Before getting into the nitty gritty of planning some actual maths lessons for the new school year, my mind has been swirling around some principles for how I manage my classes next year. Routines don’t come naturally to me, I used to actively avoid them in my previous life before teaching. After the last few years, I feel I have learnt the hard way and have now come to truly appreciate the power of a good routine established with a class.
Many of these routines are whole-school and I intend to embrace these as much as I can next year, having previously maybe been a bit sneery of such things. For example, the lesson-entry routine in our school is great. All pupils stand behind chairs on entering. They can get their equipment books out, etc. They can have a look at the activity that will be on the board. But they don’t sit down until we have a chorus of “Good morning, Mr Horley”. They do this in every lesson (up to and including Year 11) and it is well-established school-wide. It gives a nice, clean positive start to the lesson and encourages oracy right from the start.
However there is only so far whole-school approaches can define routines, individual teachers need to fill in the gaps with the minutiae of the detail in the routines of their own classrooms that build upon the whole-school principles.
At some point I will attempt to write the details of my routines for each class. At this stage, here are my principles:
- Say it simply. I want my pupils (and my!) mental energy to be devoted to doing maths not remembering routines. Whatever I do has to be easy to explain to the most overloaded Year 7. I need to do it in small chunks. It’s important to get routines established early but let’s aim for the first week rather than everything in the first lesson.
- Say why. I have a mantra for next year: as far as possible every “rule” will come with “and this is why we do it this way”. Hopefully they will agree it’s a good idea, be more likely to remember it and be more likely to follow it!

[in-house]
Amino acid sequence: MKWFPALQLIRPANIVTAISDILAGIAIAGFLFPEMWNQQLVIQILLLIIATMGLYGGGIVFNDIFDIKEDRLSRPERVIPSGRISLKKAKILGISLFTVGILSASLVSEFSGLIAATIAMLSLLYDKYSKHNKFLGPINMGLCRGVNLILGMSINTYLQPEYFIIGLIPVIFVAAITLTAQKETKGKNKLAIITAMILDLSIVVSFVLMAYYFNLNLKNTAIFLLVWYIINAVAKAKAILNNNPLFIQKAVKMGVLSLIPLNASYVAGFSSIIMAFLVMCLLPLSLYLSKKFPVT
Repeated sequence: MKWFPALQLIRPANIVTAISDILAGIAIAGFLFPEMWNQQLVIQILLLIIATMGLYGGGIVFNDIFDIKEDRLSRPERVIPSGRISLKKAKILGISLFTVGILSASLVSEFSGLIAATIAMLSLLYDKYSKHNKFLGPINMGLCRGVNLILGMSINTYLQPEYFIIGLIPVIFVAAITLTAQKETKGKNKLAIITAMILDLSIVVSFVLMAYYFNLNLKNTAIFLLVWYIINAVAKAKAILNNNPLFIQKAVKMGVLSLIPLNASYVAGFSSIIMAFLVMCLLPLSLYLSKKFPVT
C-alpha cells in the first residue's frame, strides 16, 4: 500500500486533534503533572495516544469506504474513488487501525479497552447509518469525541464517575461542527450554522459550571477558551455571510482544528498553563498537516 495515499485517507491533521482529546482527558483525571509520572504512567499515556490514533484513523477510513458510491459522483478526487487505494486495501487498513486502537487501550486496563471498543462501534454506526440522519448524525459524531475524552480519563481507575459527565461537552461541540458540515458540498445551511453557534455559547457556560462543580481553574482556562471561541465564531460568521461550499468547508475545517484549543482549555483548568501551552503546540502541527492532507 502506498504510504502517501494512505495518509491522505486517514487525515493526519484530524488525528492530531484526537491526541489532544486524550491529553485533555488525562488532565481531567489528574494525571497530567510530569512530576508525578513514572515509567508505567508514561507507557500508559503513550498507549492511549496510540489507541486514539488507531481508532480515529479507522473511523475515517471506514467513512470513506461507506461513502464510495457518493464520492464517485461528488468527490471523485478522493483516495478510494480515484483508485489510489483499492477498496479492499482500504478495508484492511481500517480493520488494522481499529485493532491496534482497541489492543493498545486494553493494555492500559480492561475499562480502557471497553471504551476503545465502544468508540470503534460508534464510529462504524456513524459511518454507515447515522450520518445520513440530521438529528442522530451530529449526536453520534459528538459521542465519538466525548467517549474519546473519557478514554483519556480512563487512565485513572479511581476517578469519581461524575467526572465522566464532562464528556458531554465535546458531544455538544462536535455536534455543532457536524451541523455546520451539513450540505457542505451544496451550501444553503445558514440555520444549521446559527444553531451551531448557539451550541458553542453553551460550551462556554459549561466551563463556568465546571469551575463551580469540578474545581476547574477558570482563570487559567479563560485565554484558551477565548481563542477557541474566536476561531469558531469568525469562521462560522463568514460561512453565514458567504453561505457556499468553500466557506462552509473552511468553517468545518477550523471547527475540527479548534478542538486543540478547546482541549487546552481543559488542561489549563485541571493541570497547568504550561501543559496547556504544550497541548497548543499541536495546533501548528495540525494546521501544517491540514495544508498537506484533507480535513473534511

- Reiterate, constantly. If they don’t get it all in the first week, not a problem because I will be reiterating consistently throughout the year. I need to avoid veering “off message” to try to liven things up, which I am prone to doing. A bit of boring repetition is not actually all that boring for kids if it is done with positivity and becomes “the thing we do”.
- Do it collaboratively with the department. Back to my initial paragraph, my classroom does not exist as an island in my pupils’ lives. As a team we need to constantly discuss what we do consistently across the department, and what we have autonomy on. Even where we have autonomy, we should aim to share ideas, especially with the new members of the team. It’s difficult to find time to meet formally so it is more likely to be the informal chats in the office where this gets done.
Next is to get into the detail for each class…
2 thoughts on “Some principles on classroom routines in the new year”
This resonates, Mark. I too was a routine-avoider in my previous careers but have begun to appreciate their value. One that has worked successfully for me (for KS4) is to give the class a monthly booklet of Mr Corbett’s excellent 5 a day that they crack on with as soon as pupils arrive in the room. This goes against our school wide routine for lesson starts but mitigates the issues we have with transitions and pupils arriving in dribs and drabs…
Yes, they are really good. We use them one at a time for Yr11 as starters, but I can how a booklet would work too. How does it go against school-wide routine?